In a poor working class London home Penny's love for her partner, taxi-driver Phil, has run dry, but when an unexpected tragedy occurs, they and their local community are brought together, and they rediscover their love.
Set in the 1880s, the story of how, during a creative dry spell, the partnership of the legendary musical/theatrical writers Gilbert and Sullivan almost dissolves, before they turn it all around and write the Mikado.
Mr. Turner explores the last quarter century of the great if eccentric British painter J.M.W. Turner (1775-1851). Profoundly affected by the death of his father, loved by a housekeeper he takes for granted and occasionally exploits sexually, he forms a close relationship with a seaside landlady with whom he eventually lives incognito in Chelsea, where he dies. Throughout this, he travels, paints, stays with the country aristocracy, visits brothels, is a popular if anarchic member of the Royal Academy of Arts, has himself strapped to the mast of a ship so that he can paint a snowstorm, and is both celebrated and reviled by the public and by royalty.Written by
In a scene late in the film, Turner is shown in the Royal Academy laughing at several pre-Raphaelite paintings, two of them by John Millais, one of the founders of the pre-Raphaelite Brotherhood. Timothy Spall's son Rafe Spall portrayed Holman Hunt, one of the other three founders, in the mini-series Desperate Romantics (2009). Critic John Ruskin, a character in both films, championed the pre-Raphaelites and J.M.W. Turner more than any other contemporary artists and considered the pre-Raphaelites to be the successors of Turner. See more »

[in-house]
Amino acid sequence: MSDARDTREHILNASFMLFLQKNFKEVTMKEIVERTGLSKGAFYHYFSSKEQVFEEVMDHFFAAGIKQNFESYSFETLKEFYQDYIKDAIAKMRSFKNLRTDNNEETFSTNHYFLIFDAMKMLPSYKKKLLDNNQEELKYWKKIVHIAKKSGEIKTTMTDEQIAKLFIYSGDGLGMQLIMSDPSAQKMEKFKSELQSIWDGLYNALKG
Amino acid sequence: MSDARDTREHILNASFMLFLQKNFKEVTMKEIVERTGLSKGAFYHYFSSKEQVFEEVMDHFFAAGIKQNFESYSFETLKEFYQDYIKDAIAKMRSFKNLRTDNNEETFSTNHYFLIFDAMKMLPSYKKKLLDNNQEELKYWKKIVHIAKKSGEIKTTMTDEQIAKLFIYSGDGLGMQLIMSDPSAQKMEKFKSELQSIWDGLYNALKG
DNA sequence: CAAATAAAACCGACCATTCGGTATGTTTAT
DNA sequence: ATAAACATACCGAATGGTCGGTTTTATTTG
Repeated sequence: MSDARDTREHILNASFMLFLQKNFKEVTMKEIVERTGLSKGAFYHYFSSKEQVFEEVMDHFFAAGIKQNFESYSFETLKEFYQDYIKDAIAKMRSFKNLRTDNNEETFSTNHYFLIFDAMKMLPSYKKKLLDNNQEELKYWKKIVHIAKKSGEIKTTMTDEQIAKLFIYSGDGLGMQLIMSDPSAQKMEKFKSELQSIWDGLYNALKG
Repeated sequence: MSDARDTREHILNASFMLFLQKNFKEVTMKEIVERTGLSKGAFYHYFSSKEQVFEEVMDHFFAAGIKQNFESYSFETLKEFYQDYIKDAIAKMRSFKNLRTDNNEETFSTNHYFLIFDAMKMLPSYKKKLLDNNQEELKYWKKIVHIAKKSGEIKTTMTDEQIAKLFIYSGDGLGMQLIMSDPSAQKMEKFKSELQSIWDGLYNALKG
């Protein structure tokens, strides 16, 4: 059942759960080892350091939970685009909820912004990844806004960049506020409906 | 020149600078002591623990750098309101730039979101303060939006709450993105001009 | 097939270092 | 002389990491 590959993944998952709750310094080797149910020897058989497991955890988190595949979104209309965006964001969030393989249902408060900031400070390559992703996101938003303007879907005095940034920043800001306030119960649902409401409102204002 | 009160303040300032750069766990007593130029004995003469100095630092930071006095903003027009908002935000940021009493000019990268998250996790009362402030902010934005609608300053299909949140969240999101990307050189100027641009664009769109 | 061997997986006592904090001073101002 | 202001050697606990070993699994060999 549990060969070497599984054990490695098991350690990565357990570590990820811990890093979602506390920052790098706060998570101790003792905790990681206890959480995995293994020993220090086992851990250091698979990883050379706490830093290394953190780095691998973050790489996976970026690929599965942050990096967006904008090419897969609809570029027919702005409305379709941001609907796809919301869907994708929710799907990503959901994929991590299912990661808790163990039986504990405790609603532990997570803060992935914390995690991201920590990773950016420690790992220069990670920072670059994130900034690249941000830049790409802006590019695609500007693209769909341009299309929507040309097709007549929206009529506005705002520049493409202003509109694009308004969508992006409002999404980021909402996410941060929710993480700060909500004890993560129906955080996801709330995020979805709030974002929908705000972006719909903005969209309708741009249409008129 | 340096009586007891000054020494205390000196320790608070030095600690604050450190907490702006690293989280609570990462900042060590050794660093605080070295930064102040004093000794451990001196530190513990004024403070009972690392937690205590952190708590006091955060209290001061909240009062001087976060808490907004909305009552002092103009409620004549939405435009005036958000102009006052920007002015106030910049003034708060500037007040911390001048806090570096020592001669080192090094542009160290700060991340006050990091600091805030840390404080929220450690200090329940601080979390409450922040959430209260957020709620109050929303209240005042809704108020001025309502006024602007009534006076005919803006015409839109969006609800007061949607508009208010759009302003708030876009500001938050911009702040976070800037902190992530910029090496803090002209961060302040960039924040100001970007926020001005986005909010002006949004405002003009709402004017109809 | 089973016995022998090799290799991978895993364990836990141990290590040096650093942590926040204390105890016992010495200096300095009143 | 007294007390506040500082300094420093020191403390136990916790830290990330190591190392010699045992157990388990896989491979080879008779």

In one of the first outdoor scenes of a street, two extras dressed in period costume can be seen stepping over a very modern looking BT manhole cover in the pavement. See more »
Many of the aspects of this film, in fact all of the aspects of this film, are great, bar one. Unfortunately, that aspect is the most important. The cinematography is outstanding, capturing amazing scenes and putting Turner in his paintings before he's painted them. The scenery in the period locations is also first class. The acting is perfect - the maid, Hannah, Turner, his father - in fact all the cast are excellent. But what lets it down, and what is unforgivable, is that even with an understanding of Turner's life this "biopic" doesn't tell a story. It is an endless series of scenes that attempt to be clever and give you a thousand windows into his life. But those windows are just that - they don't hint at a broader life, they just give you an impression of the man that you could get from a ten second description of him. The critics, I think, forgive a lack of story, but viewers - quite rightly - expect something more. There can be no spoilers for this film, there's no story to spoil.
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